If a ghost goes boo in the forest does anybody care? Hollywood has made several remakes of various Japanese horror films over the years, some successful others not-so-much, but surprisingly enough though this movie does take place in Japan it is not an American remake of the Japanese movie, The Forest is bad all on its own. After watching this film I think all the people involved should go back to ripping off the Japanese as this thing contains little originality and even less scares.
The story deals with American Sara Price (Natalie Dormer) who gets a call from the Japanese police telling her that they think her sister has committed suicide. She was last seen entering Aokigahara Forest, which is also known as Suicide Forest, and so beyond filing a missing person’s report the authorities plan on doing nothing. Sara is sure her sister is alive because they are identical twins and so she would know if she was dead. Dropping everything Sara flies to Japan to begin her search, leaving behind a concerned and instantly forgettable boyfriend, and while visiting a nearby bar she encounters travel writer Aiden (Taylor Kinney) who is intrigued with her story and offers to let her tag along with his forest ranger guide the next day.
Director Jason Zada and writers Ben Ketai, Nick Antosca, and Sarah Cornwell fail on almost every level with this film, and that it took three people to write this thing is the true horror here. The writing is clunky and unbelievable; Sara repeatedly explains to people that she and her identical twin look alike as if people might not understand what the word “identical” means. The film also almost relies completely on jump scares; they trot out the “scare that turns out to be a dream” cliché as well as the “fake-out scare” where something that is thought to be a threat turns out to be just the cat or in this case a harmless elderly Japanese woman wandering the halls at night. When Sara, Aiden and their guide Michi (Yukiyoshi Ozawa) eventually do go into “The Forest” it’s mostly a lot of walking around through the trees, making one think of The Blair Witch Project, but while the “documentary” feel that movie brought a sense of realism to the film and increased the scare quotient, The Forest was just boring.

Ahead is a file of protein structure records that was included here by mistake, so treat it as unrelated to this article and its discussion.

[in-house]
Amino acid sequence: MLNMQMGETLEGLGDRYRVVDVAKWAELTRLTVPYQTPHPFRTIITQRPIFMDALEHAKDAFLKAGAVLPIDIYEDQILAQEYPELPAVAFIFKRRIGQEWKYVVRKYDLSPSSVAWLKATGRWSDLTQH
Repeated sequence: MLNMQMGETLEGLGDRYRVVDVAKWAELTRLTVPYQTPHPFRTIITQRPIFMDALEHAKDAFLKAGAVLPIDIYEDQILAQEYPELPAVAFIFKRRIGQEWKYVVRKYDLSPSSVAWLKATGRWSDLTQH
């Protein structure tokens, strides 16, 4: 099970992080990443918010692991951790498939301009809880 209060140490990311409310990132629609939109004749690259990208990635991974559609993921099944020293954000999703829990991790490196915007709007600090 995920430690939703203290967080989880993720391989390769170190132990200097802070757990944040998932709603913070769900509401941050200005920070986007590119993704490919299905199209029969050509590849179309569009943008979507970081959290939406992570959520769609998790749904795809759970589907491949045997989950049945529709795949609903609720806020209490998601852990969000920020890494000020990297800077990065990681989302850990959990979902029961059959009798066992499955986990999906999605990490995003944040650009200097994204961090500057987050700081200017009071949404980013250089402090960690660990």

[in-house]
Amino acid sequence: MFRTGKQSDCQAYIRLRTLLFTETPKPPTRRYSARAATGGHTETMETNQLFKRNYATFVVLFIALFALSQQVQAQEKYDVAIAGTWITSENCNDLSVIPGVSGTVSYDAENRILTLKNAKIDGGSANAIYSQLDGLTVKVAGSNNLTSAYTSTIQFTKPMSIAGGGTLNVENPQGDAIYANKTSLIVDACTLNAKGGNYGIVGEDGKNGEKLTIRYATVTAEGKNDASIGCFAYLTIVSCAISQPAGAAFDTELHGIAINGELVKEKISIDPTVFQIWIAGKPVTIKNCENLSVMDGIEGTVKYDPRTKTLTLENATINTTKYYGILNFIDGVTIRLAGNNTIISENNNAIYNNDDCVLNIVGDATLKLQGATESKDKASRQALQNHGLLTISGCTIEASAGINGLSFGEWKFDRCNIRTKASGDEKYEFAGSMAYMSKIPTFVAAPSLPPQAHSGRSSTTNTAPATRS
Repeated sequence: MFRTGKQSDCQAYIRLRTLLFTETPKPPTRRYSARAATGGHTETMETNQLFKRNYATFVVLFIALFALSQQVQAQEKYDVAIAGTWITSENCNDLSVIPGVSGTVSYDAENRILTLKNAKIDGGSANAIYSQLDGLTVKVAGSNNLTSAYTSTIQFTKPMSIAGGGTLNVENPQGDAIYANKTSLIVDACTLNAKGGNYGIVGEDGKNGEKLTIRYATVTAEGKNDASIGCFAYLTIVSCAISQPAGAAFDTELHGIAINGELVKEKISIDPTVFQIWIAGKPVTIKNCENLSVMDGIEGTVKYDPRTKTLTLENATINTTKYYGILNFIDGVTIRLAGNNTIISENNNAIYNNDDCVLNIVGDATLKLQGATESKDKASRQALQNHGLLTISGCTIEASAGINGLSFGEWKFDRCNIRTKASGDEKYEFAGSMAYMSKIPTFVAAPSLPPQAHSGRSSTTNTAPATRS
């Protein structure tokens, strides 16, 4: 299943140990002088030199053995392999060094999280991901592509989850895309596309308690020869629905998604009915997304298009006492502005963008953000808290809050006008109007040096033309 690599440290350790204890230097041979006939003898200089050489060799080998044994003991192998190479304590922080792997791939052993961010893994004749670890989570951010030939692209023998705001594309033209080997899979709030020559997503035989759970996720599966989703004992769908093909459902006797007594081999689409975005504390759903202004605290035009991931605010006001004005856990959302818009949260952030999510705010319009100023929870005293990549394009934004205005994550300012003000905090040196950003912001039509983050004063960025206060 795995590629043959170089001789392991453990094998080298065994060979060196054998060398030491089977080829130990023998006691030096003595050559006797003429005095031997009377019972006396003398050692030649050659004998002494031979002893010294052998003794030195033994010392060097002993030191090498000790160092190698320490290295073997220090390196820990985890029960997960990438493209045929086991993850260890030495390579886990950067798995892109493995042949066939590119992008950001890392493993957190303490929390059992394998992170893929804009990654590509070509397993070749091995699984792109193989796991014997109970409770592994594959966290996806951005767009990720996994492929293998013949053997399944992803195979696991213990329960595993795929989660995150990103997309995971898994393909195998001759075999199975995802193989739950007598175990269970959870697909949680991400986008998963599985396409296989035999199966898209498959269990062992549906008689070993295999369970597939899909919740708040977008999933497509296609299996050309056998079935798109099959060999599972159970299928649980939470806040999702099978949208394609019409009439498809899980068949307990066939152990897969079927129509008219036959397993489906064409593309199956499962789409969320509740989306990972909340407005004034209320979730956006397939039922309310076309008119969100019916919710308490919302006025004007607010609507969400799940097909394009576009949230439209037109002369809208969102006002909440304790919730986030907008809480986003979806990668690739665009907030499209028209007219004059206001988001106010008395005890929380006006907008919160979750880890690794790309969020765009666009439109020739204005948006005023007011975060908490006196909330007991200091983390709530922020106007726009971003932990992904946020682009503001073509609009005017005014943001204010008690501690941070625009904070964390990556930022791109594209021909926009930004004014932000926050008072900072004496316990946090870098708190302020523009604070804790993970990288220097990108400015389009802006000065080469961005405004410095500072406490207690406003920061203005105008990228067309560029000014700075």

Sara is warned by Michi that the forest will try and deceive her, that if she sees something distressing it is probably not real. This tidbit of advice she completely ignores and thus spends the remainder of the movie fleeing from one fake scare to another. When they find her sister’s campsite, but no sign of the girl, Michi wants to leave and he suggests they leave a note and come back the next day to continue the search. Sara refuses to leave and the noble Aiden stays with her. Later that night, after another one of those “It was only a dream scares” Sara wanders off into the dark woods and encounters a Japanese schoolgirl who warns her not to trust Aiden.
Is Aiden responsible for the disappearance of Sara’s sister, or are the evil spirits screwing with her? Are there actually evil spirits in the Aokigahara Forest, or are these visions caused by the hallucinatory properties of the flora and fauna? Does Sara even have a twin? Is she actually hunting her own split personality? Okay, the last one isn’t really a thing, but if that had turned out to be the case it would have been more interesting than what we got. Simply put The Forest is a tedious story with characters we couldn’t give to shits for. Natalie Dormer is doing her best with what she is given but there is only so much one can do with the drivel put into this script. She was certainly trying harder than her co-star Taylor Kinney who looked about as bored as I felt. And someone needs to inform director Jason Zada that just putting creepy figures in the frame does not equal scary. You actually have to build suspense first.
This film was released in January, which is the notorious dumping grounds for bad horror movies, and though sometimes a movie can be so bad that is entertainingly that is not the case here. The Forest is about as exciting as camping in your own backyard, so if you come across this movie one night while flipping channels just keep flipping.
The Forest (2016)
The Forest is a collection of horror tropes in search of a place to die. A nonsensical script and a director without a clue as to how to build tension, which leads to a disappointing outing.